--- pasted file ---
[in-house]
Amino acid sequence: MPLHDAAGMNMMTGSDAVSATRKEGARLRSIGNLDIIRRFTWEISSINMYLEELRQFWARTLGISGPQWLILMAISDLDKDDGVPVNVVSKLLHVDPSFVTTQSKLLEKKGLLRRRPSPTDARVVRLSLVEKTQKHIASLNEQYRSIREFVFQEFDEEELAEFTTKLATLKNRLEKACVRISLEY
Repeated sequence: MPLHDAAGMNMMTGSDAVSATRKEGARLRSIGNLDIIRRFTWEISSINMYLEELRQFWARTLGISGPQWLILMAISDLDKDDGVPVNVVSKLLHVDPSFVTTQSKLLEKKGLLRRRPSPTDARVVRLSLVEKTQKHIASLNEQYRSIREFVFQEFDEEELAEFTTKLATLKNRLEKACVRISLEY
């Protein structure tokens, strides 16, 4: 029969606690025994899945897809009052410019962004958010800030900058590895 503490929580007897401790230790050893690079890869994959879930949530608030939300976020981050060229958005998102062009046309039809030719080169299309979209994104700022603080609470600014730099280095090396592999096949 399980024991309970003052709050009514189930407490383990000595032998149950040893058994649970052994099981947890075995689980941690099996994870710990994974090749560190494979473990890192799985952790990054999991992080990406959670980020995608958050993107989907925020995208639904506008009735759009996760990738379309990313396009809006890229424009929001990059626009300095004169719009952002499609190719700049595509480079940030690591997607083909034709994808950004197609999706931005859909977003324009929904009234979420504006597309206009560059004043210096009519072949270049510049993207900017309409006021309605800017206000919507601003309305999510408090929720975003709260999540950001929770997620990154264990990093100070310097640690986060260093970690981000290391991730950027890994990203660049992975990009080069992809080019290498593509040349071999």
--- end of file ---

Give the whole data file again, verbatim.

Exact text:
[in-house]
Amino acid sequence: MPLHDAAGMNMMTGSDAVSATRKEGARLRSIGNLDIIRRFTWEISSINMYLEELRQFWARTLGISGPQWLILMAISDLDKDDGVPVNVVSKLLHVDPSFVTTQSKLLEKKGLLRRRPSPTDARVVRLSLVEKTQKHIASLNEQYRSIREFVFQEFDEEELAEFTTKLATLKNRLEKACVRISLEY
Repeated sequence: MPLHDAAGMNMMTGSDAVSATRKEGARLRSIGNLDIIRRFTWEISSINMYLEELRQFWARTLGISGPQWLILMAISDLDKDDGVPVNVVSKLLHVDPSFVTTQSKLLEKKGLLRRRPSPTDARVVRLSLVEKTQKHIASLNEQYRSIREFVFQEFDEEELAEFTTKLATLKNRLEKACVRISLEY
């Protein structure tokens, strides 16, 4: 029969606690025994899945897809009052410019962004958010800030900058590895 503490929580007897401790230790050893690079890869994959879930949530608030939300976020981050060229958005998102062009046309039809030719080169299309979209994104700022603080609470600014730099280095090396592999096949 399980024991309970003052709050009514189930407490383990000595032998149950040893058994649970052994099981947890075995689980941690099996994870710990994974090749560190494979473990890192799985952790990054999991992080990406959670980020995608958050993107989907925020995208639904506008009735759009996760990738379309990313396009809006890229424009929001990059626009300095004169719009952002499609190719700049595509480079940030690591997607083909034709994808950004197609999706931005859909977003324009929904009234979420504006597309206009560059004043210096009519072949270049510049993207900017309409006021309605800017206000919507601003309305999510408090929720975003709260999540950001929770997620990154264990990093100070310097640690986060260093970690981000290391991730950027890994990203660049992975990009080069992809080019290498593509040349071999």